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New miniseries delivers mediocrity of Biblical proportions

Submitted by Liz Fox on April 4, 2013 – 11:48 amNo Comment

Like its sister networks, the History Channel has morphed into a haven for reality television insistent on masquerading as fact. While “Pawn Stars” is more than worthy of the “guilty pleasure” label, older audiences who preferred documentaries on conspiracy theories and the Valkyrie mission are long gone, leaving the network with a gaping hole in their intended demographic. But executives are now attempting to turn the History Channel into a Sunday night hot-spot a la AMC by airing original miniseries to compete with the likes of other cable networks, and it was in this change of pace where “The Bible” was born.

Unlike “Vikings,” History Channel’s other blockbuster miniseries, “The Bible” takes an epic and turns it into schlock that panders to the lowest common denominator. Its source material, the essential text of Western religion, carries deep meaning for those who chose to invest in it, which is the reason it remains highly-regarded. But producers Roma Downey and Mark Burnett have removed this element, creating an empty shell of poorly-choreographed battle scenes and empty acting that does little to provide its viewers with anything that couldn’t be found on videos distributed by the Church of Jesus Christ of Latter-Day Saints.

On the other hand, this void cannot be blamed entirely on the crew. Because of its significance, adaptations of the Bible run the risk of controversy. Even works of fiction, notably Nikos Kazantzakis’’ “The Last Temptation of Christ” and Dan Brown’s “The DaVinci Code,” have caused reputable outcry from the faithful because of their individualistic takes on Biblical events and figures. Chances are that network execs and producers didn’t want to risk the same reaction, so they played it safe by showcasing events akin to those found in the pantheon of Greek, Norse and Roman mythology — the birth of a culture, triumphant rescues, various victories and most importantly, the life and death of a redemptive figure.

But this haphazard whitewashing does not excuse such a poor execution. Aside from the flaccid narration provided by voice-over actor Keith David (whose credits include “Mass Effect” and Disney’s “Gargoyles”), much of the wardrobe looks as if it was selected from that of a school play or church pageant, serving as flimsy cardboard testaments to frugality. Much of this low-grade production value could be overlooked if the acting was superb, but the primarily British cast does little to mark an impression on tuned-in viewers.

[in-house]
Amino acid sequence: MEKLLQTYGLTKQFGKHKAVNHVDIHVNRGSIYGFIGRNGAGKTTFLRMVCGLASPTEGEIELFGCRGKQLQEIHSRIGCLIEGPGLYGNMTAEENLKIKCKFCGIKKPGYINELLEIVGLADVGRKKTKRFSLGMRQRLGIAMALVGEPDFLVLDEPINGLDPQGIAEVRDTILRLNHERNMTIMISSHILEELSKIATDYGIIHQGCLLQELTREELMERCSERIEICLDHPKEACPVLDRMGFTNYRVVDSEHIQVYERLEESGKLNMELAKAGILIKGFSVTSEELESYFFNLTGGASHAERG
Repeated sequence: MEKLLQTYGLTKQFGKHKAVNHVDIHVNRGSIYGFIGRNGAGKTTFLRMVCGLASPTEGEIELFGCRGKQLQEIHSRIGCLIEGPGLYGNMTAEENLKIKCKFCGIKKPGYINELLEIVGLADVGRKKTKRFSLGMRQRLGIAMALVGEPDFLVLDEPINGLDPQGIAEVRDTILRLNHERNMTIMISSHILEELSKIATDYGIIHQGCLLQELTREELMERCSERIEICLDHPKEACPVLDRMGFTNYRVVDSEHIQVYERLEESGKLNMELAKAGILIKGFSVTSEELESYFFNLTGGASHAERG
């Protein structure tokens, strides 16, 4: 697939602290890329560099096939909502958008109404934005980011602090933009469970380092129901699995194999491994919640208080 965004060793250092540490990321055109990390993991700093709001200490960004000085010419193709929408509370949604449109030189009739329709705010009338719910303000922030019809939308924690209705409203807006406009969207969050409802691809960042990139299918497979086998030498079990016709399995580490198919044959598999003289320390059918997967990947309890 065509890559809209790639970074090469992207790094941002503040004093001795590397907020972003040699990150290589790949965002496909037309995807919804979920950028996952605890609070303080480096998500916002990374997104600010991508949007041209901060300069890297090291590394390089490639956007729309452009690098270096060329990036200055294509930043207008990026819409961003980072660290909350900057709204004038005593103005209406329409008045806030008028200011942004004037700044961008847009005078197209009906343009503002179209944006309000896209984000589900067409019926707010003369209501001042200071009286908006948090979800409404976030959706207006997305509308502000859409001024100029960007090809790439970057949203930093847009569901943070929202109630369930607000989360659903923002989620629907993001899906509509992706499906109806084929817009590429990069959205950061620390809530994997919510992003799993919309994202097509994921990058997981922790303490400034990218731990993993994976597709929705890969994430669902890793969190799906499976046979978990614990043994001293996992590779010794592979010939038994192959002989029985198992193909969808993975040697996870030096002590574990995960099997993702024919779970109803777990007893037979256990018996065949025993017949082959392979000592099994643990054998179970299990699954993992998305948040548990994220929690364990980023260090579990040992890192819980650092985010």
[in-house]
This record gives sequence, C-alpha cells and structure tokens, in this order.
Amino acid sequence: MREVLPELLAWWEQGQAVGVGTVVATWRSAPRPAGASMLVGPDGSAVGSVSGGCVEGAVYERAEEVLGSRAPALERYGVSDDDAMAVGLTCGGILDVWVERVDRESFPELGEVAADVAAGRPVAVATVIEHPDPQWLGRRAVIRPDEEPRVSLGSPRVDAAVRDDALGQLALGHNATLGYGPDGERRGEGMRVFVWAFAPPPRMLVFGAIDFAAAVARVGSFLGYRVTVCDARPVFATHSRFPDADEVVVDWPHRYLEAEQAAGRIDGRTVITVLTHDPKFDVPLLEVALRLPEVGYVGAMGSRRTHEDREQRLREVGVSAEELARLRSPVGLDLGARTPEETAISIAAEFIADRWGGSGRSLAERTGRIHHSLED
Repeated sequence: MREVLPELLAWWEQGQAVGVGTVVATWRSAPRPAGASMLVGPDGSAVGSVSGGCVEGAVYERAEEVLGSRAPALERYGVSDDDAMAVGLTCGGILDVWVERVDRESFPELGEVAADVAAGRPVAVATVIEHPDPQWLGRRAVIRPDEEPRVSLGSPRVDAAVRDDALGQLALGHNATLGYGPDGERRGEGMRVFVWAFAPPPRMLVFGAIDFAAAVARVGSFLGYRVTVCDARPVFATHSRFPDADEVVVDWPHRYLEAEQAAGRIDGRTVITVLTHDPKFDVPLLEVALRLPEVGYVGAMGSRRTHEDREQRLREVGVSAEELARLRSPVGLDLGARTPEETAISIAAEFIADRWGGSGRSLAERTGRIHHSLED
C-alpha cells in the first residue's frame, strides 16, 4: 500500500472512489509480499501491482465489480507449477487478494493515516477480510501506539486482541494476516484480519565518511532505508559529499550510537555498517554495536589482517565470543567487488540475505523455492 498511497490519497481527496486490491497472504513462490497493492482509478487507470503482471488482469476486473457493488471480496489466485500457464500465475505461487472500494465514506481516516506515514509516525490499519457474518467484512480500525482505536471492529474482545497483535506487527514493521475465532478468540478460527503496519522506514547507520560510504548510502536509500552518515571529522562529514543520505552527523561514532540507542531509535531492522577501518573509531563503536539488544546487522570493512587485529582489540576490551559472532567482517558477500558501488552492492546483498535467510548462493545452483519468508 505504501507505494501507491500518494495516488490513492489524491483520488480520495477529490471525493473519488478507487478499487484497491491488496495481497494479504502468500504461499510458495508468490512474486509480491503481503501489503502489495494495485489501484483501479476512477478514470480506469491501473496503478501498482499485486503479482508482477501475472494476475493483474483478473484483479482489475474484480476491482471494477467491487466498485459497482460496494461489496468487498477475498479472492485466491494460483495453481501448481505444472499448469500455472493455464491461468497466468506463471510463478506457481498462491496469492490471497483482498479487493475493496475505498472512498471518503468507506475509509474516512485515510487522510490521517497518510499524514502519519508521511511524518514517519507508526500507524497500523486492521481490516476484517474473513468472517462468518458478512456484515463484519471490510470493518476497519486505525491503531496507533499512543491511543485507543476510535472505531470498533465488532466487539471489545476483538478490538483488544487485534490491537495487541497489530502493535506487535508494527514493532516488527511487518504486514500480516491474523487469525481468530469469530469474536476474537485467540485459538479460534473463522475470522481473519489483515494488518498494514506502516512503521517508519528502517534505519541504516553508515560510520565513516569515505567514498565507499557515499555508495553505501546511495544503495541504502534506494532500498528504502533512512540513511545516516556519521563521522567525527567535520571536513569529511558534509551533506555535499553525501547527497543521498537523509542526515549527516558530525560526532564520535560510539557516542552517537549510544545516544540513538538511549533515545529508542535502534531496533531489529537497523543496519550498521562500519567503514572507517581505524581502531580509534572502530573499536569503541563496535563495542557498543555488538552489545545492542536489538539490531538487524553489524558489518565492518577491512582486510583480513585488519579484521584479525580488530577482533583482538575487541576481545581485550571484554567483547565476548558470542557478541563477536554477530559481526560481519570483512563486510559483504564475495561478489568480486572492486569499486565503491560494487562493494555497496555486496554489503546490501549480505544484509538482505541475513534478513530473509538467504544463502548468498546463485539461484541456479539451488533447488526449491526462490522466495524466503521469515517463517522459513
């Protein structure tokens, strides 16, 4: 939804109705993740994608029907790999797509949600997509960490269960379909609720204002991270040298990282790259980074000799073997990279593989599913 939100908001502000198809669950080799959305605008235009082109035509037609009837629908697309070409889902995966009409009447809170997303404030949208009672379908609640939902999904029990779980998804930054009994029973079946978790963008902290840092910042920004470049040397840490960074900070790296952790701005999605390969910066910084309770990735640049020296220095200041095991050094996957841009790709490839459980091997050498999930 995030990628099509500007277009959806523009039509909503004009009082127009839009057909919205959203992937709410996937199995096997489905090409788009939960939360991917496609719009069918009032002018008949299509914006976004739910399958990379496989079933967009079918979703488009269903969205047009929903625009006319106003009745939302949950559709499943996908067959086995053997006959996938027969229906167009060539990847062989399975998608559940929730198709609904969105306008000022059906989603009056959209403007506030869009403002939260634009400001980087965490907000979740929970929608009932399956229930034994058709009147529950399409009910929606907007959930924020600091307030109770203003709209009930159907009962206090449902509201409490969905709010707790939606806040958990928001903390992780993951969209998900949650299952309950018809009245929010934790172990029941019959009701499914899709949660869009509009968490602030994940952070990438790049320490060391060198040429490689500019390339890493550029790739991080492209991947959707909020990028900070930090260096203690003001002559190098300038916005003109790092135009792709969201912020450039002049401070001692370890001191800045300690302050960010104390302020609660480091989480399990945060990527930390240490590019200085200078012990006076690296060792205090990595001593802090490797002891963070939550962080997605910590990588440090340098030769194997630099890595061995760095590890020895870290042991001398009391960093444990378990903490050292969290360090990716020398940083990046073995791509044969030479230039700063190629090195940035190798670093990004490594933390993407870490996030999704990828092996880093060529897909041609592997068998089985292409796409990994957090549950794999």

The biggest flaw, which may go hand-in-hand with lack of insight, is the fact that “The Bible” treats its subjects as distant reminders of the past. The series chronologically follows the events of the book, but performs horribly when trying to merge written record with human drama. The quasi-love triangle between Abraham, Sarah and servant girl Hagar is filled with forced jealousy from the two women, rendering the whole situation laughable with a daytime drama disposition. The Christ figure, played by resident hot guy Diogo Morgado, only builds upon the stoic caricature that the media has fostered for several decades and regretfully keeps Jesus as a two-dimensional concept instead of a living and emotive human being. None of it seems to register on an emotional level and like New York Times critic Neil Genzlinger, I’m fervent in my belief that “those looking for something that makes them feel the power of the Bible would do better to find a good production of ‘Godspell’ or ‘Jesus Christ Superstar.’”

But as I deliver this moderate tongue-lashing, I believe “The Bible” was an honest mistake and a missed opportunity. It sought to deliver an adaptation of a complex document with so much connotation, religiosity and backlash attached to it, which is no easy feat. But Downey, Burnett and the History Channel also aimed at producing a selection of stories for pure entertainment, and their failure to create a potentially eye-opening program leaves us with something serving as another testament to an overtold story that still needs to be told the right way.

 

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